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Australia has added colas to its list of 'endangered' animals

Australia has added colas to its list of ‘endangered’ animals

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Australia on Friday added colas to the east of its region to its list of endangered species. Action that makes it possible to better protect them. Nature conservation associations are calling for more compulsory measures to maintain their habitat.

A worrying step, but it should guarantee them better protection. Australia On Friday, February 11, it officially classified the colas of much of its east coast “In danger”. The number of these marsupials has been greatly reduced in recent years due to bushfire, land clearing, drought and disease.

Australian Environment Minister Susan Lay has classified the Kola population as ‘endangered’ in order to provide greater protection in New South Wales, the Australian capital and Queensland.

Conservationists say the cola has become extinct throughout much of eastern Australia over the past two decades, and that areas are on the brink of extinction. Welcoming the minister’s announcement, they condemned the failure of the authorities to protect the species so far.

“Shockingly rapid” decline

Cola, the global symbol of Australia’s unique ecosystem Classified as “vulnerable” On the east coast about ten years ago.

“We are taking unprecedented steps to protect Cola,” the minister said, adding that the government had recently pledged $ 50 million (.3 31.3 million) to protect and restore Kola’s habitats.

Colossus “has gone from vulnerable to dangerous over a decade. It is a shockingly rapid decline,” said WWF-Australia defense expert Stuart Blanche.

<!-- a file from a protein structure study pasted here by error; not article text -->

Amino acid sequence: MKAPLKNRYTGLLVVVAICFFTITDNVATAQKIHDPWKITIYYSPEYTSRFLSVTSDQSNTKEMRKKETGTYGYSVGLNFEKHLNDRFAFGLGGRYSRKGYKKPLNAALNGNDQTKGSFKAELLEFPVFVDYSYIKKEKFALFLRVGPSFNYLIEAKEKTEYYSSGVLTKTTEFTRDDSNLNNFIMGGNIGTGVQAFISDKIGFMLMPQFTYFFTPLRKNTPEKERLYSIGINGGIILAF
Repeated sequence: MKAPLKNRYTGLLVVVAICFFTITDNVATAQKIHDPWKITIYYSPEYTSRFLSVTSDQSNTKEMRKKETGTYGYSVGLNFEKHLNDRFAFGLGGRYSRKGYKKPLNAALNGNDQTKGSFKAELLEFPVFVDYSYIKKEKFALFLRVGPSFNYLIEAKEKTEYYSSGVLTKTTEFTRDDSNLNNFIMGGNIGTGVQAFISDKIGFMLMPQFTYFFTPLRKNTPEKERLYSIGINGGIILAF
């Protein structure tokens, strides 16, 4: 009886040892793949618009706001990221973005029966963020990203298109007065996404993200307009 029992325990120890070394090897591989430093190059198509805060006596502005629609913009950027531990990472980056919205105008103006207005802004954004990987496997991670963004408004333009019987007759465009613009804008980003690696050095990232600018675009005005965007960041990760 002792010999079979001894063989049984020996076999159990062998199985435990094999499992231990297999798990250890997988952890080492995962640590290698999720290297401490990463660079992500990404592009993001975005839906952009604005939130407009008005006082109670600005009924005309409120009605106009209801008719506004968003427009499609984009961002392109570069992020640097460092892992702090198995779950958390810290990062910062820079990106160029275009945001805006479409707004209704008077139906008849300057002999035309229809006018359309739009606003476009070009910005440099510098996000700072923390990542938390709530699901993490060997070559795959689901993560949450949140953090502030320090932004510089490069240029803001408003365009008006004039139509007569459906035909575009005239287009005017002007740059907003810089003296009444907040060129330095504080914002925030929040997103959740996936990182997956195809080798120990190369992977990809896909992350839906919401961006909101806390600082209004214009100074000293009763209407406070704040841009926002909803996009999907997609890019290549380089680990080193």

“Today’s decision is welcome, but unless landowners combine strict laws and incentives to protect their forest habitat, koalas will not be prevented from going extinct,” he added.

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The Scientific Committee for Endangered Species, an independent government agency, estimates that the cola population will increase from 185,000 in 2001 to 92,000 in 2021.

Towards destruction by 2050?

Alexia Welpelov of Humane Society International If nothing is done, the colas on the East Coast will disappear in 2050. “We can no longer clear the land,” he says.

Studies by the Australian Conservation Trust show that the federal government has approved the removal of more than 25,000 hectares of cola habitat since the species was declared endangered.

“Australia’s environmental laws are so ineffective that they have failed to prevent the continued destruction of cola habitats in Queensland and New South Wales,” said Pasha Stasak, a trust official. “We must stop allowing mining, housing or agricultural projects and industrial logging to destroy their habitats,” he added.

Before 2019-2020 Disaster FireThe colas were already threatened with land clearing, Drought, Disease, collisions with cars and dog attacks, explained Josie Sharad, an official with the International Fund for Animal Welfare. “We must never allow things to take the risk of losing a national symbol,” he said.

According to him, “Pushfires are the last straw. This is a warning that Australia and the government must act very quickly, protect important habitats from development and land clearances, and actively address the effects of climate change.”

With AFP